Next to the exit of the Heaven experience was a gate to the Hell experience, which was also NT$40 and probably didn’t include air conditioning. We declined the Hell experience and went back to the main temple. Chenbl pointed at a palanquin parked outside, surrounded with surly young men in temple garb. “Someone is visiting,” he said. We went back inside to see a couple of elderly mediums shaking and shouting and pounding the table, while other devotees standing by interpreted all of this. After this we went to another structure, a large round edifice with very nice statues of the four Directional Deities inside, each one a different color. I hadn’t known about the Directional Deities; Chenbl’s father was filling me in when Chenbl suggested we take our leave due to my photo-taking causing a few mutterings from the staff.

Our next destination was Laotanghu, an “art space” out in the middle of empty fields. Apparently some enterprising painter had gotten the land for cheap and assembled the place out of stuff he’d found in an old village. Large buses disgorged tourists into the complex, where you could have your picture taken dressed up in cartoonish “traditional” garb, and a musician played guitar by the banks of the “lake”, which was most likely an old rice field. We got on a small boat to go out to a peninsula on the other side of the water, manned by one of the staff. When we’d all gotten on, the young man called out to the tourists at the front of the boat, “Hey! Start pulling the rope! This boat won’t move itself!” It was a neat trick; Tom Sawyer would be proud.

On the other side we encountered a group of Real Photographers surrounding a model in one of the traditional costumes. They saw me with my camera and beckoned. “Now you try!”

“Thanks, I’m good,” I replied, as I’d already been taking pictures of the scene, and I didn’t want to get in their way. They laughed.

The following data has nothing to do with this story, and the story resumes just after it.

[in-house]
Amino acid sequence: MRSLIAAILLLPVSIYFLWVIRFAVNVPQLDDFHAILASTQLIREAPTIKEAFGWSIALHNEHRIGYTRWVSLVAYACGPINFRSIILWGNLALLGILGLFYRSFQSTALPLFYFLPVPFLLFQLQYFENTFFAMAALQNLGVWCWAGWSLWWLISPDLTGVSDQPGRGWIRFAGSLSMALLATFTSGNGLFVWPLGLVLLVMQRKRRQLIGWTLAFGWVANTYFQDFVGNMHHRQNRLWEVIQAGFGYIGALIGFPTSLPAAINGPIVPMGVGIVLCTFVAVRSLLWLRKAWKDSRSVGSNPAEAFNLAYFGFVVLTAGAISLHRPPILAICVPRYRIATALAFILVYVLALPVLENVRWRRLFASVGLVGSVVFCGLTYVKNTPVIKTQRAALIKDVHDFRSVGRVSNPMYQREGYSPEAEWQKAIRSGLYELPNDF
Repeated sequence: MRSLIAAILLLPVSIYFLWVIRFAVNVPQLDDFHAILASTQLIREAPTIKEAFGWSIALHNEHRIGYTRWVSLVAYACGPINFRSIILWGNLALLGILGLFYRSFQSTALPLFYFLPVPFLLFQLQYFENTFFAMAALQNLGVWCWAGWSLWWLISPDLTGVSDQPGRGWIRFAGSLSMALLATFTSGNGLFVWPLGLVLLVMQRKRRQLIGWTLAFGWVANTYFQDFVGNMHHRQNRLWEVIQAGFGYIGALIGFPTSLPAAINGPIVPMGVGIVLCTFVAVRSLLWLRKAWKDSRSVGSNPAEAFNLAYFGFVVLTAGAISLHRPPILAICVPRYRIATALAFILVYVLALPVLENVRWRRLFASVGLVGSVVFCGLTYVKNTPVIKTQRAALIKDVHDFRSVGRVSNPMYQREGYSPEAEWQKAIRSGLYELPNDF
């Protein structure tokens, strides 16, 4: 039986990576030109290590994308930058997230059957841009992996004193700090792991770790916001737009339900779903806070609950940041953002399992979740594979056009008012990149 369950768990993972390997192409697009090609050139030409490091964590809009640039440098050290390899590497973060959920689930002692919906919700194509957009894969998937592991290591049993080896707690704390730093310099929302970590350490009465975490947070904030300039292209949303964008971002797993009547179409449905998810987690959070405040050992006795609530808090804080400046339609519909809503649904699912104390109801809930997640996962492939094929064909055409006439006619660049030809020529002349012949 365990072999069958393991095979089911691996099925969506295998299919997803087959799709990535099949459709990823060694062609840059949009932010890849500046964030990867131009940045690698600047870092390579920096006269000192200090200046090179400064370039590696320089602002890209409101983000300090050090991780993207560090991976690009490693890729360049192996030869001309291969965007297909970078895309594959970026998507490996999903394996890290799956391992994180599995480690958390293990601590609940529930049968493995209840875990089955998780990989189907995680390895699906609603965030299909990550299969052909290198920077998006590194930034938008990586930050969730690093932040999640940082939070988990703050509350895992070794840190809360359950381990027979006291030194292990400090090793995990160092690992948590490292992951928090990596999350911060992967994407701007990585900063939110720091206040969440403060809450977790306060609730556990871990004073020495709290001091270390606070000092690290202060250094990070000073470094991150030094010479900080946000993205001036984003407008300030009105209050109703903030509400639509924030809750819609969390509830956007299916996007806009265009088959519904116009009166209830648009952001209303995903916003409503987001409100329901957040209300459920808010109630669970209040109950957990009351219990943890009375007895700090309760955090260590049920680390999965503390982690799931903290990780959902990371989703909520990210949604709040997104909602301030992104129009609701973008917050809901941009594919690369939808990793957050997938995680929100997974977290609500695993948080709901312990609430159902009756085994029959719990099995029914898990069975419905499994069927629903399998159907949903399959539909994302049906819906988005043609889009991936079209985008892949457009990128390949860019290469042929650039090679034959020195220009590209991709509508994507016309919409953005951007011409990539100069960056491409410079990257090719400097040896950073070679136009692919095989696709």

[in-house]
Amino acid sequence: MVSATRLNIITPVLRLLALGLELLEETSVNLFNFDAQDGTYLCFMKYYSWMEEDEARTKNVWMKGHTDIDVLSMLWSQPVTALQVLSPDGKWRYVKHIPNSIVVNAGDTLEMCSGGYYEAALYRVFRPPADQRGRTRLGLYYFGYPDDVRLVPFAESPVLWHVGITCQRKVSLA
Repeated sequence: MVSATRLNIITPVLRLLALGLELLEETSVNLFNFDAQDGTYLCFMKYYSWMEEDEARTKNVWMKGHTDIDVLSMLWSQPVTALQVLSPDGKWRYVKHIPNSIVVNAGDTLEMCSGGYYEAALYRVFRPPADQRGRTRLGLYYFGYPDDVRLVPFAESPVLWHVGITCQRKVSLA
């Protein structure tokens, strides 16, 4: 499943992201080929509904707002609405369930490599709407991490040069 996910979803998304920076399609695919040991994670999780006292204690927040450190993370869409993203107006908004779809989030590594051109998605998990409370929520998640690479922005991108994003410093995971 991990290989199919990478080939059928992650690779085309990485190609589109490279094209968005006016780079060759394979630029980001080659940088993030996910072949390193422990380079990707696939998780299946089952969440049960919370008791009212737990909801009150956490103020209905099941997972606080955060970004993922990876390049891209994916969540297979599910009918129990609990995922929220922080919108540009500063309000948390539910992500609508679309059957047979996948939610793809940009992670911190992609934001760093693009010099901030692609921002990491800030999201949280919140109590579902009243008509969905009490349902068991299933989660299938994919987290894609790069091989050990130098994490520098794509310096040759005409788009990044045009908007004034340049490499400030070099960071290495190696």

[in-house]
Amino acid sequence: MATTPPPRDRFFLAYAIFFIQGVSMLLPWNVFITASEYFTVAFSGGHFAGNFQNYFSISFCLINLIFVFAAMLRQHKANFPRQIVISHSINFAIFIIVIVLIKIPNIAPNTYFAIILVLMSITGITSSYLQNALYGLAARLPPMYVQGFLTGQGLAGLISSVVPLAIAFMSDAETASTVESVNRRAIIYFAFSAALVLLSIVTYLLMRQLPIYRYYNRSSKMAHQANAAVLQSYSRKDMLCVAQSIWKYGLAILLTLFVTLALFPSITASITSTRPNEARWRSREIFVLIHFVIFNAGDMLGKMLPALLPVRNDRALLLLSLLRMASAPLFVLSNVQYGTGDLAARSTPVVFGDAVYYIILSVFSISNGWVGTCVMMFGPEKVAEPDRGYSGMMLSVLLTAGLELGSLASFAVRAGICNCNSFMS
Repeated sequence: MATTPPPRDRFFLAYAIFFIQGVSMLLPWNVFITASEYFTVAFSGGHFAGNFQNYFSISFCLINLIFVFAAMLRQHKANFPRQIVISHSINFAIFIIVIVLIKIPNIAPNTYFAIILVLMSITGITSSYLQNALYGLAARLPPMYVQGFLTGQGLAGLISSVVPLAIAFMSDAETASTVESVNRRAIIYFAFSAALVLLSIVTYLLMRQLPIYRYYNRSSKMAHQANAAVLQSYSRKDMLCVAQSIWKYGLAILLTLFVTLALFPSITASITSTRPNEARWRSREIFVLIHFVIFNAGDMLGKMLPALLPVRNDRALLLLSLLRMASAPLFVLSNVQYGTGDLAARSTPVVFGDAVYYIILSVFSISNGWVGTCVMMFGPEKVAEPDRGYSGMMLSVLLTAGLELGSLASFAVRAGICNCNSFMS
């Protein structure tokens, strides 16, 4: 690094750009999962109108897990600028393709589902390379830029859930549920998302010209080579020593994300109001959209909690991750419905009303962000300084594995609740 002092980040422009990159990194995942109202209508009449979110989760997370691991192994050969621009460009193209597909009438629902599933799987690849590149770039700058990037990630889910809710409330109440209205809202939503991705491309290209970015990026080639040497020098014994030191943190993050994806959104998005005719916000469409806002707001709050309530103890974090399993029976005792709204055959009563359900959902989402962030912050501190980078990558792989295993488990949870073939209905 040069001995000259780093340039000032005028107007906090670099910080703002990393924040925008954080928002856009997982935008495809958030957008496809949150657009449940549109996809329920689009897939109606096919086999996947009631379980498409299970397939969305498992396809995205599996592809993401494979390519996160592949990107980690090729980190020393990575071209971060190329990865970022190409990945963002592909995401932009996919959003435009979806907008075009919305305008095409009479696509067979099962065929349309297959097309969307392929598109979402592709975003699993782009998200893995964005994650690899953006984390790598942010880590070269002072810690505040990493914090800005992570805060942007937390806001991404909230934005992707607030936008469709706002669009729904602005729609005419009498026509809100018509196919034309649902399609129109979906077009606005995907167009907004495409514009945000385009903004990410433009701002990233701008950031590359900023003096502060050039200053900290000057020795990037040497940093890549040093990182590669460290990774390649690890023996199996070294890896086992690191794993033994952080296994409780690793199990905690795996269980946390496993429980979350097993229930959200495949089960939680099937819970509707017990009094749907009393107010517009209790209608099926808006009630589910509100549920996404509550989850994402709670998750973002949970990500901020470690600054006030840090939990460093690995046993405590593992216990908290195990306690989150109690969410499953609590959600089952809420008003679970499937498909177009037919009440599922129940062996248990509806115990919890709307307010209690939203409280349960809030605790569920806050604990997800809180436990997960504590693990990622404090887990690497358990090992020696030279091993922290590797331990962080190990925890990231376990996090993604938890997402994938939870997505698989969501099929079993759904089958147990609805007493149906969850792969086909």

The sun was edging towards the horizon, so we headed out to the coast to see some piles of salt. This is apparently a huge photography spot, and the area was swarmed with people hauling some serious gear around getting shots of an array of small piles of salt as sunset approached. The actual sunset was rather disappointing, as a passing typhoon was making Tainan’s usually sunny skies overcast and grey. We walked out to the windbreak, where a young woman posed for selfies and an older man shot invisible birds with his slingshot by a small earth god temple.

We set out again for a Michelin-rated restaurant Chenbl had read about, the Dongxiang. It was also in the middle of nowhere. We arrived just in time, though, as almost immediately a large tour bus pulled up, flooding the place with dozens of Women of a Certain Age, all chatting loudly. When the food came, I could see why they were so highly rated. The oyster noodles in particular were so good that Chenbl ordered another after we’d finished the first plate.

Driving back to the hotel at night was smooth, though again it had been a long time since I’d driven at night, so I was especially cautious, leaving plenty of space for the inevitable scooters weaving in and out of my lane. We were staying at The Place, which had been connected to a mall pre-Covid, and the severed connections had yet to be re-established, so we took an elevator to the basement, walked a few feet to another elevator, and then went up to the mall. There we did mall things until we tired, and went to back to our room to sleep.